Due to the small number of interviews and a poor collection of data, the Commission was also unable to determine how many women in the end were forced to bear unfair financial costs as a result of their divorce (for example, in Islam a woman may be forced to return to her former husband her dowry or gifts received during marriage). The issue of alimonies and whether the divorced women would receive any support from their former husbands was not even examined by the Commission.

To top it all off, it was also not researched how many women have been forced to limit or completely give up their right to child custody. The Committee merely stated that cases of harm do happen, that some women do get wronged financially or become victims of unjust child support decisions.

However, it did not bother to dig any deeper into how often this injustice occurs and how many women it affects. According to unofficial records and various opinions, the discrimination against women in sharia councils is flagrant.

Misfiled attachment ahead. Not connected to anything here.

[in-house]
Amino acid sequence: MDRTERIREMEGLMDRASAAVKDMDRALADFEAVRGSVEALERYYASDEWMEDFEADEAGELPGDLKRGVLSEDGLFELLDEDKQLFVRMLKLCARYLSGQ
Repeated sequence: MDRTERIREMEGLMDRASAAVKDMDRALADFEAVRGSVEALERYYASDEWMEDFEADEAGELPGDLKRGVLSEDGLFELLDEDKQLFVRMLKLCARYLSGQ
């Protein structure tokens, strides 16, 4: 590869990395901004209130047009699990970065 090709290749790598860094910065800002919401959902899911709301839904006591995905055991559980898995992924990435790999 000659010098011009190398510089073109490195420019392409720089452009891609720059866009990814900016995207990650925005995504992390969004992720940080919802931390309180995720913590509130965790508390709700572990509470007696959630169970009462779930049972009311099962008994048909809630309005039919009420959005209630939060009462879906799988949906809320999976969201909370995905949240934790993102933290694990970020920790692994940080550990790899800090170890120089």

One of the most important was a conclusion by the Committee that there is currently no alternative to sharia councils for Muslim divorces, and that their abolition in the UK would worsen the fate of all religious Muslim women who wish to seek a divorce. Instead, the Commission suggested the government to form a government body consisting of sharia law and family law experts to create general principles for sharia councils to follow.

Considering that the Commission operated for one and a half years, the effects of its work are disappointing and confirming in part the concerns of Muslim feminists. It is not known why the committee conducted so few interviews with women using the sharia councils or why it was unable to determine the number of functioning councils in the UK or at least tell how many women were using them.

The report is rather an intentional attempt to minimize the problem of existence of sharia councils in Great Britain. It is showing them instead as a marginal phenomenon, far away from posing a threat to the rights of many Muslim women and definitely not as a danger of creating a parallel legal system and a competition to British law.

 

Grzegorz Lindenberg

 

The Polish original: Report on British Sharia Councils